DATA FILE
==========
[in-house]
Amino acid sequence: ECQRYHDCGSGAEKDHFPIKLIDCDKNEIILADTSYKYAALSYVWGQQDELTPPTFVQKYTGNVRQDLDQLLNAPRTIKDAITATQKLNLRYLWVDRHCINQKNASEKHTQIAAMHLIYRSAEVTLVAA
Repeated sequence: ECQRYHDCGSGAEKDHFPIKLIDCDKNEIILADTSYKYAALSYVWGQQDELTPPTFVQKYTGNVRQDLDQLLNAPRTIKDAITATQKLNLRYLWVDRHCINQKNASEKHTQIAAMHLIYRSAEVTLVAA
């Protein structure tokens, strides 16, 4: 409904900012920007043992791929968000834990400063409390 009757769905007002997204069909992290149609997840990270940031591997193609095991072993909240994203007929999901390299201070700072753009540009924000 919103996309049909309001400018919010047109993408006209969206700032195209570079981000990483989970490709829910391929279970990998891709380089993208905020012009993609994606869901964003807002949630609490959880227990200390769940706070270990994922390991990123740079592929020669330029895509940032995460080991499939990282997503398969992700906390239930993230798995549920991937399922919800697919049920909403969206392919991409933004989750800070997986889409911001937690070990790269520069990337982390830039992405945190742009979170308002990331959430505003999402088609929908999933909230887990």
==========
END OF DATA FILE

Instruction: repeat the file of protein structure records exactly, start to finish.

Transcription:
[in-house]
Amino acid sequence: ECQRYHDCGSGAEKDHFPIKLIDCDKNEIILADTSYKYAALSYVWGQQDELTPPTFVQKYTGNVRQDLDQLLNAPRTIKDAITATQKLNLRYLWVDRHCINQKNASEKHTQIAAMHLIYRSAEVTLVAA
Repeated sequence: ECQRYHDCGSGAEKDHFPIKLIDCDKNEIILADTSYKYAALSYVWGQQDELTPPTFVQKYTGNVRQDLDQLLNAPRTIKDAITATQKLNLRYLWVDRHCINQKNASEKHTQIAAMHLIYRSAEVTLVAA
């Protein structure tokens, strides 16, 4: 409904900012920007043992791929968000834990400063409390 009757769905007002997204069909992290149609997840990270940031591997193609095991072993909240994203007929999901390299201070700072753009540009924000 919103996309049909309001400018919010047109993408006209969206700032195209570079981000990483989970490709829910391929279970990998891709380089993208905020012009993609994606869901964003807002949630609490959880227990200390769940706070270990994922390991990123740079592929020669330029895509940032995460080991499939990282997503398969992700906390239930993230798995549920991937399922919800697919049920909403969206392919991409933004989750800070997986889409911001937690070990790269520069990337982390830039992405945190742009979170308002990331959430505003999402088609929908999933909230887990």